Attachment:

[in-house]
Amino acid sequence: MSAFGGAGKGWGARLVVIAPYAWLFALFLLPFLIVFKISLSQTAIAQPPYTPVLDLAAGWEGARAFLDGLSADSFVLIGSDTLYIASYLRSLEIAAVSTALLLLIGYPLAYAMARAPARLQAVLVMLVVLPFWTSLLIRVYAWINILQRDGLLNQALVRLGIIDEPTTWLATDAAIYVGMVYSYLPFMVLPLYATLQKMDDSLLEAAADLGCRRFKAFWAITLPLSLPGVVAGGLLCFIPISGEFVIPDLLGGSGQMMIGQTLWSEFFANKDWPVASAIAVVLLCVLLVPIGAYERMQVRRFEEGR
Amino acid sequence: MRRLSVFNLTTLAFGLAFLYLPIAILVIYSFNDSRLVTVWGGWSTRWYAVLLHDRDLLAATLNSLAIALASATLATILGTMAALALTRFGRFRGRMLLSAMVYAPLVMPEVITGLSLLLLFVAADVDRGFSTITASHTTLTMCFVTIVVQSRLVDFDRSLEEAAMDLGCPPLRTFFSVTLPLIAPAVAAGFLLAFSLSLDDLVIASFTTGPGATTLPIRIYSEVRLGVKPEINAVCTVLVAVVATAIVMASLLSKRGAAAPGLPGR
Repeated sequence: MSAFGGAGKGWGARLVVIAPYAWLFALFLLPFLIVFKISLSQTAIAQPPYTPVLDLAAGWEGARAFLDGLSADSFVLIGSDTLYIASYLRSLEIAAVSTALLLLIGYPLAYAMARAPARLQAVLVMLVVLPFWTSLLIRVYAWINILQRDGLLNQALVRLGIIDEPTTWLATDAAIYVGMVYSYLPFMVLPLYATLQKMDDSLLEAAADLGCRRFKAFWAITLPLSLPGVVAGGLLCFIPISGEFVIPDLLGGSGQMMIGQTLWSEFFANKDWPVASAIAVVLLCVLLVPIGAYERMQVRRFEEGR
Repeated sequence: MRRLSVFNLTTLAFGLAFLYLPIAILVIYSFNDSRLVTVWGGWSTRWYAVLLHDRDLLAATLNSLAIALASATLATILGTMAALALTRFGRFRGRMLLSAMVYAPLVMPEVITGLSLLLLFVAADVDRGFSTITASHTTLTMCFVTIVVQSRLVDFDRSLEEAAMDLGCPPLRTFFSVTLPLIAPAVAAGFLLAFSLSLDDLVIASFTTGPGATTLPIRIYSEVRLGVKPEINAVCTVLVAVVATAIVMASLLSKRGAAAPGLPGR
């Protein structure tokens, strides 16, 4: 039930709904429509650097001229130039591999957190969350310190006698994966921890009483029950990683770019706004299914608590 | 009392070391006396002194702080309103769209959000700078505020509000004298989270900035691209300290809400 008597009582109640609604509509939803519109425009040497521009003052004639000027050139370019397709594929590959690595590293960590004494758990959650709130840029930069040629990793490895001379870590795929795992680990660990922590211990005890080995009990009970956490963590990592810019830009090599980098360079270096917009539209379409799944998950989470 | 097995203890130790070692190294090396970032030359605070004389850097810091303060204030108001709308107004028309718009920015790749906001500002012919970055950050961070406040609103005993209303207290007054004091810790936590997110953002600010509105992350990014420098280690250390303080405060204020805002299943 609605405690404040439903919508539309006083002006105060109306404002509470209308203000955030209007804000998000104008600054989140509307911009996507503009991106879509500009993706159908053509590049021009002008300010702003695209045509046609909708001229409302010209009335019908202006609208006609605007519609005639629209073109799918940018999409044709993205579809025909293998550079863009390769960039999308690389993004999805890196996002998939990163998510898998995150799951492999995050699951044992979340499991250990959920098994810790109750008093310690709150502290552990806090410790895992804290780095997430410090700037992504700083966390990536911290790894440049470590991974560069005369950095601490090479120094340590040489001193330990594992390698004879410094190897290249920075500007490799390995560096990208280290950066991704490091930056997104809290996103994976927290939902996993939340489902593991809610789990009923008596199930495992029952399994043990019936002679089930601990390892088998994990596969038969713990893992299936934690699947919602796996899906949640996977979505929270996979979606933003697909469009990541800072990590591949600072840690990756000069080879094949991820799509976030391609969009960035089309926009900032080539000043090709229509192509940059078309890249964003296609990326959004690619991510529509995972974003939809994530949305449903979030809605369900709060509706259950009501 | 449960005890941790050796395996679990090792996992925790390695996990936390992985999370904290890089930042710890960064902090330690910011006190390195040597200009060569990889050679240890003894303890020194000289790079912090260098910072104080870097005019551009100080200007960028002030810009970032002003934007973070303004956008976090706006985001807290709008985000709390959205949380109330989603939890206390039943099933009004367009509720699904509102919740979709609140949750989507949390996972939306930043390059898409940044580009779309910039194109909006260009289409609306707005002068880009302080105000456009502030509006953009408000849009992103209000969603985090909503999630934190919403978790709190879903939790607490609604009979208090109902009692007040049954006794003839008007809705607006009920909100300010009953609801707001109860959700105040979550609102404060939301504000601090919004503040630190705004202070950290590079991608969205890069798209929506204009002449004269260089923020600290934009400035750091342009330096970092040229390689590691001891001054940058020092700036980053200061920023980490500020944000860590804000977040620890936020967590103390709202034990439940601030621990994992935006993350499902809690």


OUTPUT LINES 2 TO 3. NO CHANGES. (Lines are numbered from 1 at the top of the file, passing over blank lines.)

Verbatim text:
Amino acid sequence: MSAFGGAGKGWGARLVVIAPYAWLFALFLLPFLIVFKISLSQTAIAQPPYTPVLDLAAGWEGARAFLDGLSADSFVLIGSDTLYIASYLRSLEIAAVSTALLLLIGYPLAYAMARAPARLQAVLVMLVVLPFWTSLLIRVYAWINILQRDGLLNQALVRLGIIDEPTTWLATDAAIYVGMVYSYLPFMVLPLYATLQKMDDSLLEAAADLGCRRFKAFWAITLPLSLPGVVAGGLLCFIPISGEFVIPDLLGGSGQMMIGQTLWSEFFANKDWPVASAIAVVLLCVLLVPIGAYERMQVRRFEEGR
Amino acid sequence: MRRLSVFNLTTLAFGLAFLYLPIAILVIYSFNDSRLVTVWGGWSTRWYAVLLHDRDLLAATLNSLAIALASATLATILGTMAALALTRFGRFRGRMLLSAMVYAPLVMPEVITGLSLLLLFVAADVDRGFSTITASHTTLTMCFVTIVVQSRLVDFDRSLEEAAMDLGCPPLRTFFSVTLPLIAPAVAAGFLLAFSLSLDDLVIASFTTGPGATTLPIRIYSEVRLGVKPEINAVCTVLVAVVATAIVMASLLSKRGAAAPGLPGR